Sabbath, April 2, 2005
“Let us run with patience the race that is set before us, looking unto Jesus the author and finisher of our faith.” Hebrews 12:1, 2. There are many things around us that call our attention. In our society today life is rather hectic.
We have many responsibilities, many things to take care of, and sometimes we fall victims of stress and even depression, because we do not seem to be able to cope. This text speaks of a race-a completely different kind- the race of faith. The Christian has a very definite goal ahead of him but he is not alone, neither is he in darkness. The Lord’s Word is a lamp unto his path (Psalm 119:105) and we are invited to run the race “with patience” since we are not competing, but are already victors if we keep our eyes fixed on Jesus who gives us faith, strengthens it and perfects it.
Therefore, in these lessons we shall study the different roles Jesus had during His life on earth: as a member of a family in His role of child and son, and as a member of society in His role of friend, teacher, preacher and healer. We shall also concentrate on some outstanding traits of His character that are perfect examples for us, such as His humility, patience, mercy, righteousness and spirit of self-denial. But to be Christ-like does not consist only in being an imitation of the perfect Pattern, but in the implantation of Christ’s nature in us by the working of the Holy Spirit in our hearts. To this end, we shall study Jesus’ life of prayer so that we may realize the importance of a constant dialogue with God in order for this miracle to take place in our lives. The culminating point of Jesus’ mission on this earth was His death on the cross to pay for our debts to heaven and set us free from the bondage of sin. His ultimate goal for us is our sanctification. Nothing that we shall study during this quarter is new to any of us. As members of the church of the last period, we are rich in knowledge, although wanting in such important things as genuine faith, an experience with Christ’s righteousness and the guidance of the Holy Spirit. “Jesus represents himself as a merchantman, walking to and fro before our doors, and crying, ‘Buy of me gold, and white raiment, and eyesalve.’
Will we take his merchandise? We have a whole Saviour, who is able to save unto the uttermost all that come unto God by him. I want to be like him; I want to be with him through the ceaseless ages of eternity. Immortality and an eternal weight of glory will be given to those who have their lives hid with Christ in God.” Review and Herald, July 16, 1889.
The purpose of these lessons is that they may act as a mirror that should lead us to an awareness of our own condition, the high standard set by Heaven, and to a life of prayer and constant pleading with God. If in some way the study of these Bible texts and testimonies brings us to a closer dependence on our heavenly Father and a real communion with Jesus, they will have fulfilled their purpose.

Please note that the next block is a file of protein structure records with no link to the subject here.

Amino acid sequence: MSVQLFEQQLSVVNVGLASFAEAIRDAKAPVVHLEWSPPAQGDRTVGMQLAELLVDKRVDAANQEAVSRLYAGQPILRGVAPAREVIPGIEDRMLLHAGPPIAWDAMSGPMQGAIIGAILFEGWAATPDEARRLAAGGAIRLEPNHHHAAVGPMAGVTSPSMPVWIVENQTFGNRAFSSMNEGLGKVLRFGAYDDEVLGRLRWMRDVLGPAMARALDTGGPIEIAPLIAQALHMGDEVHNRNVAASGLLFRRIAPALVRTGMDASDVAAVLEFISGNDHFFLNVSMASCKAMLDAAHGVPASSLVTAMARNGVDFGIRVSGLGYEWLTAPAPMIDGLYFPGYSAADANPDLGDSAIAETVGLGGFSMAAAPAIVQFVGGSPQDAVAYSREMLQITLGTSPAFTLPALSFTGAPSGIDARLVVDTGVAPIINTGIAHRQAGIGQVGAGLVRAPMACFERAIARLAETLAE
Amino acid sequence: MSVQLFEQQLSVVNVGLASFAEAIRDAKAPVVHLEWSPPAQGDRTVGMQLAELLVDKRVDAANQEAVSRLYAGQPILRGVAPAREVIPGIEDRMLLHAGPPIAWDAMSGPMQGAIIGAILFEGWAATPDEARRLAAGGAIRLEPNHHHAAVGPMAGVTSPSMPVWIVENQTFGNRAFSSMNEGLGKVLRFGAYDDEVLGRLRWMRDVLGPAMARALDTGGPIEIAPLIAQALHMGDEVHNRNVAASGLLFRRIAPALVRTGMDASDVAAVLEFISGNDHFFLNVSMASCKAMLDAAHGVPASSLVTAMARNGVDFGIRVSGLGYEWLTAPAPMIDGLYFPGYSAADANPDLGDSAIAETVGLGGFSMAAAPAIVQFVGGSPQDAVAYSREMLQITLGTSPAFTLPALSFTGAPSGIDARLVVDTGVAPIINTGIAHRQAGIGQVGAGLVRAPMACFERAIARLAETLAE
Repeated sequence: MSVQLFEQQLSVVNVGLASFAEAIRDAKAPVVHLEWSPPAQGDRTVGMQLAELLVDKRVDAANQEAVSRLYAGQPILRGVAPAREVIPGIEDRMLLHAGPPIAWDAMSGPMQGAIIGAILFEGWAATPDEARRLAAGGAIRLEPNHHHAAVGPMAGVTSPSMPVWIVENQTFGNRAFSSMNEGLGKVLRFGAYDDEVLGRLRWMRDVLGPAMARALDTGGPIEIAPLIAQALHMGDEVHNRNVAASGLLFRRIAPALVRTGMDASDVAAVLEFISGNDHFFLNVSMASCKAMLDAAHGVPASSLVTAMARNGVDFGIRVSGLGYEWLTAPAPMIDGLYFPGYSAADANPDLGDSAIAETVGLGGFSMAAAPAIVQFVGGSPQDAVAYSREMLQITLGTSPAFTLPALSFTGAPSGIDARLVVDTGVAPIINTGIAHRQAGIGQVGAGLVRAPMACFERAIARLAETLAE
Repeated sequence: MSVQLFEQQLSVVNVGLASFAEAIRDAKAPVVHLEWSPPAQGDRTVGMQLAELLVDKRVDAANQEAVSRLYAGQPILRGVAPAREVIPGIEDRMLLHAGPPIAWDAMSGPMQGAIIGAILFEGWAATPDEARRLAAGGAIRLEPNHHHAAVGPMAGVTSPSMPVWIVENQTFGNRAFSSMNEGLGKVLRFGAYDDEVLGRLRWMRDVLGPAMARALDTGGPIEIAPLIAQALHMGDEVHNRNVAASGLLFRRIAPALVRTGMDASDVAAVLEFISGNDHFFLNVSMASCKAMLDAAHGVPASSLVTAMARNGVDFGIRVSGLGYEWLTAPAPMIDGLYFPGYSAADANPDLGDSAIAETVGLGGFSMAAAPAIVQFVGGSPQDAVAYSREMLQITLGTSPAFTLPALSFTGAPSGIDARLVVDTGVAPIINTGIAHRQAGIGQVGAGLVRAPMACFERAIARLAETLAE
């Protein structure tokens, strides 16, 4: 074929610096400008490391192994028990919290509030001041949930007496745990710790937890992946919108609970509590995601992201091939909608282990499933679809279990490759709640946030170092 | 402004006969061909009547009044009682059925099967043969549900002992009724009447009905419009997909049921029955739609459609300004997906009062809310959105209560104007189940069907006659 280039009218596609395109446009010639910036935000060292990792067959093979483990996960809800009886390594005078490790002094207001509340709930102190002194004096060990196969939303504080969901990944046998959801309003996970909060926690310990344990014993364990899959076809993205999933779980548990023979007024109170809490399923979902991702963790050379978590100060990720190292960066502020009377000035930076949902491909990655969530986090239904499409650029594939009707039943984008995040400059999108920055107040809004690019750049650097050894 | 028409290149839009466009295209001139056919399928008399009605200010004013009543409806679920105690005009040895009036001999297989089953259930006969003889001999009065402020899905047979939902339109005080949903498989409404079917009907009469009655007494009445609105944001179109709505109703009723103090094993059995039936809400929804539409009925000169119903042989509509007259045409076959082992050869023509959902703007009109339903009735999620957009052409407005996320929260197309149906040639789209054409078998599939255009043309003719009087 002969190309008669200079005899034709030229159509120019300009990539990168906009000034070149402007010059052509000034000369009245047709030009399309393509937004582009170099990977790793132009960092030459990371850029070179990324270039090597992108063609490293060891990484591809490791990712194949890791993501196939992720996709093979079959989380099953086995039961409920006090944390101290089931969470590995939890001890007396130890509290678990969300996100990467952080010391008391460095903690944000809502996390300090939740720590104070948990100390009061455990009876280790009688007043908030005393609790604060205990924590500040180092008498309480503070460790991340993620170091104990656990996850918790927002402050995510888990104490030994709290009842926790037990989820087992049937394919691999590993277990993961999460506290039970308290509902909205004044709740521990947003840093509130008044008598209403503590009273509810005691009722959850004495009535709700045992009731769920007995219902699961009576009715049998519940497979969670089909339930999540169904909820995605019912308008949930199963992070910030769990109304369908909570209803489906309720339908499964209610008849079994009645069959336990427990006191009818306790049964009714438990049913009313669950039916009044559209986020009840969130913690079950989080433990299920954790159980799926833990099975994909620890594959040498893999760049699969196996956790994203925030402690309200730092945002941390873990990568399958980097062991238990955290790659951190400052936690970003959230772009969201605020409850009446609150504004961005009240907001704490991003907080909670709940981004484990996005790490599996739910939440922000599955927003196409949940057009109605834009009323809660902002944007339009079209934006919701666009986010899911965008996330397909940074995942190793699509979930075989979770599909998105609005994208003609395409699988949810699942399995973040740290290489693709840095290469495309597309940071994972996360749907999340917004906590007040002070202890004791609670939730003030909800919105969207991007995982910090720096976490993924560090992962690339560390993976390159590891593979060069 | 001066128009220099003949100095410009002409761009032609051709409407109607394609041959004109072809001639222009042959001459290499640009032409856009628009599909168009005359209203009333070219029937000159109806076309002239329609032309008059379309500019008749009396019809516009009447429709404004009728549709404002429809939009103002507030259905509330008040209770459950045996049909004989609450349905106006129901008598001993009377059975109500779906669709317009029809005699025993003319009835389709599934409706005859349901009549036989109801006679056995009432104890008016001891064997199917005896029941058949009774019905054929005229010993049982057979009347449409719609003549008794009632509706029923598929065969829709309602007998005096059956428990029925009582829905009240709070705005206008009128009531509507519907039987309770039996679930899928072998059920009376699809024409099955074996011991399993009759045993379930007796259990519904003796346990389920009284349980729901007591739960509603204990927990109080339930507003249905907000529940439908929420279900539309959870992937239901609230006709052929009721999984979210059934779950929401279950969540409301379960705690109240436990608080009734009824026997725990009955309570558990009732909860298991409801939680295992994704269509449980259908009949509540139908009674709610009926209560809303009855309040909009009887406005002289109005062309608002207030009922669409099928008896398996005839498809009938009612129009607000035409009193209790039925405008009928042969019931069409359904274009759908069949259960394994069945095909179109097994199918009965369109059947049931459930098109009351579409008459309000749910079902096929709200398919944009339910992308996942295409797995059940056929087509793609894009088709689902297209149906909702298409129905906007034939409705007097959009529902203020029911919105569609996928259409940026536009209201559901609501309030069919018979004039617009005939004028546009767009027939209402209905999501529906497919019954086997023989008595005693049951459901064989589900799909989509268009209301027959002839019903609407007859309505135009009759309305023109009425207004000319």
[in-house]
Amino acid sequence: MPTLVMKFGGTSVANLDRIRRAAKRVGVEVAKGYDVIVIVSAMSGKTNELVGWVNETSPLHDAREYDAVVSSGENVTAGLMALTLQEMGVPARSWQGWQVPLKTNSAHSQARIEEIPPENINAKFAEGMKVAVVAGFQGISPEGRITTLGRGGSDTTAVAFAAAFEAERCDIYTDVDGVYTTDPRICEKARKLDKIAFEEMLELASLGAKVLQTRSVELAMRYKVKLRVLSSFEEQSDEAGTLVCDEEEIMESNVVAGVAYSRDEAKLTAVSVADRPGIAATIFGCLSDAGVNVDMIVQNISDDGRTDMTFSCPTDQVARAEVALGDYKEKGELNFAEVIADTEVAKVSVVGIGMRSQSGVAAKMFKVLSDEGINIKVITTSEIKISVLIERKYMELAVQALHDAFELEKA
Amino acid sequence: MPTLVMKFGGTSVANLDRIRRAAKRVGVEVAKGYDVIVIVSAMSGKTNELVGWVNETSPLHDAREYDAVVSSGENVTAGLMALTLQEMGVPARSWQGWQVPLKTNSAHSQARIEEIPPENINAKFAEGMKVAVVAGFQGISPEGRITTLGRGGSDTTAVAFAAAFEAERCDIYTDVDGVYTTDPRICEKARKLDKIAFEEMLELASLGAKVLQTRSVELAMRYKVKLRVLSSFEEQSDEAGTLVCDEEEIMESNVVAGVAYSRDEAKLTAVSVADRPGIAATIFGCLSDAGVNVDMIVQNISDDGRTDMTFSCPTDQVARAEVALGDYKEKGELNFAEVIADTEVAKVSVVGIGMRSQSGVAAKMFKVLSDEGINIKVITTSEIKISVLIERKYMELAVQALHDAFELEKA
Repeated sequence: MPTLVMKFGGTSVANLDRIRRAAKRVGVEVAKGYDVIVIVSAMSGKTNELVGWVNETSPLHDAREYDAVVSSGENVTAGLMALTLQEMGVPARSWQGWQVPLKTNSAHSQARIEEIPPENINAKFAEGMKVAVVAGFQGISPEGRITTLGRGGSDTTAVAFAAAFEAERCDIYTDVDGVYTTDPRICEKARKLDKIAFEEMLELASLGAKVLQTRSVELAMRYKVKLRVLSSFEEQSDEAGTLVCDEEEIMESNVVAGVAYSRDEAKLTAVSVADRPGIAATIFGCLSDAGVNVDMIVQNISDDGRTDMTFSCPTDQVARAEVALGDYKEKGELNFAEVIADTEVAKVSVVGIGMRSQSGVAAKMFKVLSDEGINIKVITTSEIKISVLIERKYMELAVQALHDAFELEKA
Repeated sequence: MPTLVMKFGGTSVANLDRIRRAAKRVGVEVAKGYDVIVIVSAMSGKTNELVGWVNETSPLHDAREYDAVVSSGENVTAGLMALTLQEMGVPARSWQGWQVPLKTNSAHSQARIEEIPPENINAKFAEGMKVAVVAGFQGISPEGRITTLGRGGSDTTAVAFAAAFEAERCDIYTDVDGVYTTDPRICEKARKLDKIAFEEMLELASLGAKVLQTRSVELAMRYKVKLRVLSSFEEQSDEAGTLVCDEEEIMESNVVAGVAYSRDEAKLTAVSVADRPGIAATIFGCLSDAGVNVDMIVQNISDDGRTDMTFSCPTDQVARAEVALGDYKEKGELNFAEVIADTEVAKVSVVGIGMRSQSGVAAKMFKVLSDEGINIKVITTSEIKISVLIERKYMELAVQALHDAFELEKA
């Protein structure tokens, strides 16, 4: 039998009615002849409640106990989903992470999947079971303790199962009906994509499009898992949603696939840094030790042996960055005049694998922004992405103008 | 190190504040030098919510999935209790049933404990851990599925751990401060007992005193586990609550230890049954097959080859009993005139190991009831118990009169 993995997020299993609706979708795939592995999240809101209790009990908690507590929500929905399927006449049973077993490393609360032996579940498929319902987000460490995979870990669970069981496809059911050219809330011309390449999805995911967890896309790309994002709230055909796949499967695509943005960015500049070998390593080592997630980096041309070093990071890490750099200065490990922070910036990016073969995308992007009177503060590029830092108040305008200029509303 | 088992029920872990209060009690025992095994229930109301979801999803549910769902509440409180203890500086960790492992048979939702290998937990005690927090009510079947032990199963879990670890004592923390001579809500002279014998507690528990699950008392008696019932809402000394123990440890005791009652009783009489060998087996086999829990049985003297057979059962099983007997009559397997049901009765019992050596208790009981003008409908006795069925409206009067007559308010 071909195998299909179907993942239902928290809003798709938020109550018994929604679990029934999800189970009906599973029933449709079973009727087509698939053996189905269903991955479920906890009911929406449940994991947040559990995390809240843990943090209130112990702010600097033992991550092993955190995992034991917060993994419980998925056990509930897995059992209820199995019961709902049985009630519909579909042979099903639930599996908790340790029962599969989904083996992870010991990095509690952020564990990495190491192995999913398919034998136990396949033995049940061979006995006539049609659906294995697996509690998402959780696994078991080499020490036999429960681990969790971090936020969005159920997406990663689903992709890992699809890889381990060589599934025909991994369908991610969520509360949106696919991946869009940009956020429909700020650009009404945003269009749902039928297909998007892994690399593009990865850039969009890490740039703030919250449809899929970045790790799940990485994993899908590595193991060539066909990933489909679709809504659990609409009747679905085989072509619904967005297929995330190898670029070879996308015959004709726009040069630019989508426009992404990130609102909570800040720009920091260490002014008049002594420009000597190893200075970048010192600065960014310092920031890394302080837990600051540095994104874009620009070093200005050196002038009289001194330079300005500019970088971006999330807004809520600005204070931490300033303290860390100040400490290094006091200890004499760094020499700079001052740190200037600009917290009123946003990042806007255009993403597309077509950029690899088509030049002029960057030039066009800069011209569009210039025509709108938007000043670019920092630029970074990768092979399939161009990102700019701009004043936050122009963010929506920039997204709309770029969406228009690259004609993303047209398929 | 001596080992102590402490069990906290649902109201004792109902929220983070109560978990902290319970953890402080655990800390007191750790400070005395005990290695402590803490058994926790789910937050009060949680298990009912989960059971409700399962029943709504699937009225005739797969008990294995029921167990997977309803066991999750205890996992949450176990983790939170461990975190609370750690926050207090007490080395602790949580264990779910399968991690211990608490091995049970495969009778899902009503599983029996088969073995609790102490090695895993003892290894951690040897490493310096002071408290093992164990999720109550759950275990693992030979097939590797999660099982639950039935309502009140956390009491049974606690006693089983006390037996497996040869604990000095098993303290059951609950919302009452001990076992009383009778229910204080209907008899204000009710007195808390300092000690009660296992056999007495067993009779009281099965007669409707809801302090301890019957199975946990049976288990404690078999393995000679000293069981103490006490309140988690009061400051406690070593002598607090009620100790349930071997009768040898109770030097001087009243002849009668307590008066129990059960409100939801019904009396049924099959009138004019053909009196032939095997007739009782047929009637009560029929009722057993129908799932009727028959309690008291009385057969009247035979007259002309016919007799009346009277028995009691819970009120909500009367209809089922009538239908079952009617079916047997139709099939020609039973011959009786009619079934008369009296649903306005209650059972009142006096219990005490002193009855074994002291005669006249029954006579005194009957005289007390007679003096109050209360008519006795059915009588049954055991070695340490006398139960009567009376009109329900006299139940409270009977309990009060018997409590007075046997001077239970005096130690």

May the Lord open our hearts to the holy influence of His Spirit so that when He comes in the clouds of heaven He may find us prepared for eternity with Him.
“And the child grew, and waxed strong in spirit.” Luke 1:80.
• To see in what ways Jesus is an example for every child and young person.
• To understand that children also have a responsibility before God.
• To learn and know what is most important in the education of a child.
• To realize the role parents have in the Christian education of their children.
JESUS AS AN EXEMPLARY CHILD
1. What information do we have in the Scriptures and the Testimonies about Jesus’ childhood?
Luke 2:40, 52 And the child grew, and waxed strong in spirit, filled with wisdom: and the grace of God was upon him… And Jesus increased in wisdom and stature, and in favour with God and man.
“In childhood Jesus did the works of an obedient child. He spoke and acted with the wisdom of a child, and not of a man, honoring His parents and carrying out their wishes in helpful ways, according to the ability of a child. But at each stage of His development He was perfect, with the simple, natural grace of a sinless life.” – Child Guidance, pp. 204, 205.
“His mind was active and penetrating, with a thoughtfulness and wisdom beyond His years. Yet His character was beautiful in its symmetry. The powers of mind and body developed gradually, in
“As a child, Jesus manifested a peculiar loveliness of disposition. His willing hands were ever ready to serve others. He manifested a patience that nothing could disturb, and a truthfulness that would never sacrifice integrity. In principle firm as a rock, His life revealed the grace of unselfish courtesy.” – The Desire of Ages, pp. 68, 69.
2. Considering that Jesus was the Son of God, was his childhood easier than that of an ordinary child?
Revelation 12:4 And his tail drew the third part of the stars of heaven, and did cast them to the earth: and the dragon stood before the woman which was ready to be delivered, for to devour her child as soon as it was born.